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Culture being thrown out with the security bathwater

October 20, 2002|REED JOHNSON

Truth, goes the old saying, is the first casualty of war. But in America's battle with terrorism, culture may be running a close second.

The collateral damage is falling hardest on musicians and other performing artists, many of them from the seven countries -- Cuba, Syria, Iran, Iraq, Sudan, Libya and North Korea -- identified as "state sponsors of terrorism" under the Enhanced Border Security and Visa Reform Act enacted last spring.

The new law requires visa applicants from those countries to undergo extensive background checks. Men between 15 and 45 are especially subject to scrutiny. But what began as a legitimate effort to tighten security after the Sept. 11 attacks is backfiring on many foreign artists and creating a bureaucratic backlog for the FBI and CIA.

Caught in the middle are U.S. presenters and agents, who've already lost tens of thousands of dollars marketing tours that had to be canceled or postponed. The other losers, American audiences, aren't just missing out on a chic night's entertainment. What they're really missing is an enriching and challenging exposure to other cultures' viewpoints and sensibilities, their ideas about what makes life spiritual, sensual, righteous or otherwise worth living.

"This goes well beyond money," says Scott Southard, a Massachusetts booking agent and producer who recently had to abort a U.S. tour of the Afro-Cuban All Stars, an offshoot of the popular Buena Vista Social Club. The 20-city tour included a Nov. 14 date at UCLA's Royce Hall.

Where's the worst fallout? Try Southern California. First, Syria's Whirling Dervishes of Damascus, devotees of the ecstatic devotional dance genre grounded in Muslim mysticism, were forced to drop out of the L.A. World Festival of Sacred Music in September, after being told their visas wouldn't get processed in time.

Chucho Valdes, the virtuoso Cuban jazz pianist, couldn't get to Los Angeles on Sept. 18 to accept his award for best pop instrumental album at the Latin Grammy Awards because the new restrictions held up his and 21 other Cuban artists' visa applications. Ironically, Valdes and several compatriots took part in a concert to raise funds for relatives of police and firefighters killed in the Sept. 11 attacks.

Then Googoosh, the Toronto-based Iranian pop singer, regarded by many Iranians as an emblem of cultural resistance to that country's repressive theocracy, had to pull out of a Sept. 28 Staples Center concert. Two years ago, this legendary fiftysomething chanteuse moved a sold-out Great Western Forum crowd with a show whose potent political subtext equaled its star wattage.

No credit for past visas

Cuban artists have been especially vulnerable to the new restrictions. Among those Angelenos won't be seeing this fall are Pablo Milanes, founding godfather of the nueva trova popular song movement of the late '60s, and the Afro-Cuban All Stars. Never mind that the latter have already toured the U.S. half a dozen times since 1999, along with Europe, Asia and Australia, without sabotaging anything except the notion that great art can't survive, and thrive, within intellectually ossified regimes like Fidel Castro's.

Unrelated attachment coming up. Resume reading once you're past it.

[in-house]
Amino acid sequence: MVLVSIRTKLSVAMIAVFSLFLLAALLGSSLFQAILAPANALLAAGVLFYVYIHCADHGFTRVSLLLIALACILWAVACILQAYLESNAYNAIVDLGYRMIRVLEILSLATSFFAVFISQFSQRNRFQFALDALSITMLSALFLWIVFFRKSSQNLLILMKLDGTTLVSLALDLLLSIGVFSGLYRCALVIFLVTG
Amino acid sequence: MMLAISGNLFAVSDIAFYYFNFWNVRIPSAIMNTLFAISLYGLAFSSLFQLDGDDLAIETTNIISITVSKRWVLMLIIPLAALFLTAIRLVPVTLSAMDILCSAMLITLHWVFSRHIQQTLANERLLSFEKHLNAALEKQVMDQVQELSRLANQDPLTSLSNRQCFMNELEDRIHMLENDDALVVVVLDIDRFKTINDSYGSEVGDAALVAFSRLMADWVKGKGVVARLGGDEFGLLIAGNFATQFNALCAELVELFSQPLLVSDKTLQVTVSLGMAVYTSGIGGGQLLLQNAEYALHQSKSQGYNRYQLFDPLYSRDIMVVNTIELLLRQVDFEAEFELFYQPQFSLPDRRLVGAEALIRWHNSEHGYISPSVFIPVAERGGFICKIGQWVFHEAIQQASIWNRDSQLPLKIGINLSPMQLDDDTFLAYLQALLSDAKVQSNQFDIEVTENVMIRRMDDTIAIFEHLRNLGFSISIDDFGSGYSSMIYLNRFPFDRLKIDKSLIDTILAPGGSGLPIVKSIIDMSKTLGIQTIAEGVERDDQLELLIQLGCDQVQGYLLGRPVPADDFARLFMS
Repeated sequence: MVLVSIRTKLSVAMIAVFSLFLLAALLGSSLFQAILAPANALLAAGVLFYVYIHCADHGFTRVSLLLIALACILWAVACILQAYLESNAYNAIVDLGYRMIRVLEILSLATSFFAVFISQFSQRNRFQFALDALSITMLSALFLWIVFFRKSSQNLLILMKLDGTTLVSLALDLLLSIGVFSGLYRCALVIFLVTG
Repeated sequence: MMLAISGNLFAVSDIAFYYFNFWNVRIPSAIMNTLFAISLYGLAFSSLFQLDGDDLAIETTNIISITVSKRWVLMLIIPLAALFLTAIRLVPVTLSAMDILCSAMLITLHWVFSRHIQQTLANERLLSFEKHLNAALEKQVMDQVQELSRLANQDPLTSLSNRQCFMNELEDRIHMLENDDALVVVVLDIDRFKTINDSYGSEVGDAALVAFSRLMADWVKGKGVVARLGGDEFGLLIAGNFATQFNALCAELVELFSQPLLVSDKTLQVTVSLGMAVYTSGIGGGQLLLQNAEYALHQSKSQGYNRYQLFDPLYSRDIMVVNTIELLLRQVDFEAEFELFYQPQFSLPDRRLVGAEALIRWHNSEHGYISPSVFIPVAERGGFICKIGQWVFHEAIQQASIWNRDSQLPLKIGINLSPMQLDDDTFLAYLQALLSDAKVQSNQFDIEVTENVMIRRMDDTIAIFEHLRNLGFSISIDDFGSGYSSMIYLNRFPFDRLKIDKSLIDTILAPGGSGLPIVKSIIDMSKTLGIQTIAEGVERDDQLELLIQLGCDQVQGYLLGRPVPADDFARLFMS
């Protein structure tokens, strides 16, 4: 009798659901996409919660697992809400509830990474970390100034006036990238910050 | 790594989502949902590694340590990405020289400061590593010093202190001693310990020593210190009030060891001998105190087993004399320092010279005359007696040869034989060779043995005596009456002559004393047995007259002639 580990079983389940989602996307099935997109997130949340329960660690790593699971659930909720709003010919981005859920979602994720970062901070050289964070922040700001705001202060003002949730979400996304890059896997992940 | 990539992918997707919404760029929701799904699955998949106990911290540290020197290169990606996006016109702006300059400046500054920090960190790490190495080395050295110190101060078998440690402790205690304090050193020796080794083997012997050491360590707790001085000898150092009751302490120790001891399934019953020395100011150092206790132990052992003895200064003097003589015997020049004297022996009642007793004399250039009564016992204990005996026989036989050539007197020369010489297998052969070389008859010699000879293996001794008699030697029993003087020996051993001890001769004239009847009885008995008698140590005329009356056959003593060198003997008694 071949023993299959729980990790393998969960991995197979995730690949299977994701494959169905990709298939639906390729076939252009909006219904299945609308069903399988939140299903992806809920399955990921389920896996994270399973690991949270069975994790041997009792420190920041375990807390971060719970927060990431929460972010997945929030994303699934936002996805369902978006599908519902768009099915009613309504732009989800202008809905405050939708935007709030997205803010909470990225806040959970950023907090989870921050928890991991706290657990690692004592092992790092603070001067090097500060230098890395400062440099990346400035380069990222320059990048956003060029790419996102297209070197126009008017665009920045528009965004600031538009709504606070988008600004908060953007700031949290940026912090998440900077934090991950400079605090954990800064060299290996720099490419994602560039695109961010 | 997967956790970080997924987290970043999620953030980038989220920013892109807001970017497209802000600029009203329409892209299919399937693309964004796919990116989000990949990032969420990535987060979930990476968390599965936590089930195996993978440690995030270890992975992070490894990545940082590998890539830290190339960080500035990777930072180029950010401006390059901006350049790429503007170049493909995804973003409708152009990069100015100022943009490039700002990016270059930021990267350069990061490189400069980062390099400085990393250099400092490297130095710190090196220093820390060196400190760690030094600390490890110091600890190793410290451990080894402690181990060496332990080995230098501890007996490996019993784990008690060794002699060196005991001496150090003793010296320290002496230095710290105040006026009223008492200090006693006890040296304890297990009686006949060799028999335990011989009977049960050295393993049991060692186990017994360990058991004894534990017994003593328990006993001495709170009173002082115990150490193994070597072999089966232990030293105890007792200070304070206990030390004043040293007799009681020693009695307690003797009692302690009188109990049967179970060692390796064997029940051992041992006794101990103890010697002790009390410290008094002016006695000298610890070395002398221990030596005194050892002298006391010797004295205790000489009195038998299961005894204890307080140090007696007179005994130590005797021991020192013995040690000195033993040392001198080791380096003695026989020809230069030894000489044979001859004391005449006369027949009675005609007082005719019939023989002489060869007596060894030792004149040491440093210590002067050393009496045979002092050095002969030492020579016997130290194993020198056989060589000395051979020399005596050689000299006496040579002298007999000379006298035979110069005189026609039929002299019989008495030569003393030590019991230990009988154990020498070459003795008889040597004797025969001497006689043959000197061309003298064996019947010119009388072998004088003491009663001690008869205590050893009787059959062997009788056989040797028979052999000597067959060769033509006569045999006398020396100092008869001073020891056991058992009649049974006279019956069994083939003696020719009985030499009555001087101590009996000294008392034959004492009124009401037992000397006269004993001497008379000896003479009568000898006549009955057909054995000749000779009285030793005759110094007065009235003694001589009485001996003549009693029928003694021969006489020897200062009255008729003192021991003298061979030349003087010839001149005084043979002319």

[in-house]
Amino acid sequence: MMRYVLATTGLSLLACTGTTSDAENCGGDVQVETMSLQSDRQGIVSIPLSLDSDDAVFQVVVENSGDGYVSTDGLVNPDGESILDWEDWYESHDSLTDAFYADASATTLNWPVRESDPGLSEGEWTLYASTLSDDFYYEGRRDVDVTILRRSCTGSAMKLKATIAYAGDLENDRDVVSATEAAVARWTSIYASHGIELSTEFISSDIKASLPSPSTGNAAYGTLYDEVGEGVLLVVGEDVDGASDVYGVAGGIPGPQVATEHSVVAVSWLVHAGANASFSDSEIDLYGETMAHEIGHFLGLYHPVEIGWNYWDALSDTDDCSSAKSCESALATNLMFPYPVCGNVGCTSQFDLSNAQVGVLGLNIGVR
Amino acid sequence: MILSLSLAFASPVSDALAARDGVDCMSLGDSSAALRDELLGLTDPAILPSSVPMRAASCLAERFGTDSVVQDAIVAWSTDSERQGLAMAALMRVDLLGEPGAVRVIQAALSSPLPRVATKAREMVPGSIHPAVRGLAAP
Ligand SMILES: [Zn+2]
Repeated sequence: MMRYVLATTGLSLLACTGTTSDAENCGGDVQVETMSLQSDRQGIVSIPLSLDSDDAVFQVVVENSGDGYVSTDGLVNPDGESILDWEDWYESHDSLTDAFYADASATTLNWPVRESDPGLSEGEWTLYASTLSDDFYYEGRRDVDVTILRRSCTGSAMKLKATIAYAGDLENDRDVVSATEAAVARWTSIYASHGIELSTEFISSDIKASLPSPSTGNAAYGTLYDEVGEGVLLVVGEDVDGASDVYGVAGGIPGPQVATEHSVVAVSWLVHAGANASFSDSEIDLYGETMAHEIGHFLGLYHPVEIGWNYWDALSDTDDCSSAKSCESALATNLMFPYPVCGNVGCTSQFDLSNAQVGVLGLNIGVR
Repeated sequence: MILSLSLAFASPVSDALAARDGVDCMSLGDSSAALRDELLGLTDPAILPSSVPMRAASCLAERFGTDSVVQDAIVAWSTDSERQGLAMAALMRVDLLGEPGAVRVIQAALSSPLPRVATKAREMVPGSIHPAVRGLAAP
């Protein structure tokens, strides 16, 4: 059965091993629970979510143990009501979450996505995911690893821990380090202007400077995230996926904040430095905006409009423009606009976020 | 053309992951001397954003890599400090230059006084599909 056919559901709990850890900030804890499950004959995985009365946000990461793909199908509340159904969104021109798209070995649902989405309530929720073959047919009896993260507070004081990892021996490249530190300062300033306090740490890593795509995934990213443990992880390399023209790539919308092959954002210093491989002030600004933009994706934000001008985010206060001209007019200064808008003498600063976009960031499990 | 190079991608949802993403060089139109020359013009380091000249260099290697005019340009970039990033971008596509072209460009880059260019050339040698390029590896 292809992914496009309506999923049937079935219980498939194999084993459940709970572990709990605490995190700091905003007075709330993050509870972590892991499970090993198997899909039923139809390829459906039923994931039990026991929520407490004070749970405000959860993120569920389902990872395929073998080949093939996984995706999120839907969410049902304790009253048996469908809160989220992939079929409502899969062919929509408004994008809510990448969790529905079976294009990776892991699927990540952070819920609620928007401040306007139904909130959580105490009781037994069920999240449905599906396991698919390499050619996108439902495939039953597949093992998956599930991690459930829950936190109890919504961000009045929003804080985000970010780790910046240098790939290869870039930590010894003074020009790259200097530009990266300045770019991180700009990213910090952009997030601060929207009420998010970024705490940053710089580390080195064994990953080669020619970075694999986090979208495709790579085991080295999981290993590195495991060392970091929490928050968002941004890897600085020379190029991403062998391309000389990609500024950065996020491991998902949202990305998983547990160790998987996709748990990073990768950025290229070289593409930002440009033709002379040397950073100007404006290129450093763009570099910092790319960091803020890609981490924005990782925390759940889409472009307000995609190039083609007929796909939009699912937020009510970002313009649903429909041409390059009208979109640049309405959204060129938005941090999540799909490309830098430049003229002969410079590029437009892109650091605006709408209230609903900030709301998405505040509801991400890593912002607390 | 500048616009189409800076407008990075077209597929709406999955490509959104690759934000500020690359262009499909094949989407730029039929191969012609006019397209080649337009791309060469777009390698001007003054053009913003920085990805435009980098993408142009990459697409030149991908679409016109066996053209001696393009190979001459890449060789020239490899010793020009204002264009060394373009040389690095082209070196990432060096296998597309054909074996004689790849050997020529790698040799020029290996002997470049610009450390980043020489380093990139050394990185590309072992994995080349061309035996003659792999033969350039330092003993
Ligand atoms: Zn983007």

From Carnegie Hall to the Carmel Bach Festival to private nightclubs, shows are being scrapped and performers simply not booked. Among those reportedly ensnared have been a Yugoslav classical pianist and a harpist from that well-known terrorist cell, Norway. No wonder presenters like David Sefton, the British-born director of UCLA Performing Arts, hardly know whether to cry or guffaw.

"It's not funny, but there's a kind of dark side to it that you just have to laugh at in the end," Sefton says. While the government's "instinct for security is obviously entirely understandable," he believes that the new regulations are being applied without regard to an individual artist's personal politics or past behavior.

"It's not just Cuba," Sefton says. "We've had difficulties bringing in Swiss, Swedish, Danish, Japanese [artists]. I think there's been a knock-on effect of all the extra [paper] work, which means the INS is just grinding much slower these days."

Disturbingly, the cultural drawbridge is being raised at a time when at least one home-grown performer has been censured for expressing mildly contrarian political views. The notoriously cranky alt-country troubadour Steve Earle has been raked over the op-ed coals for penning "John Walker's Blues," an imaginary interior monologue by the so-called "American Taliban" that's plainly in the tradition of classic folk songs about less-than-savory characters.

Two weeks ago, President Bush invoked the Taft-Hartley Act to end the lockout at West Coast ports, so as to ensure the uninterrupted flow of sneakers, toys and consumer electronics from China. But the free flow of foreign-made art and ideas is just as important to the American Way as the free flow of cheap DVD players.

War will scrap changes

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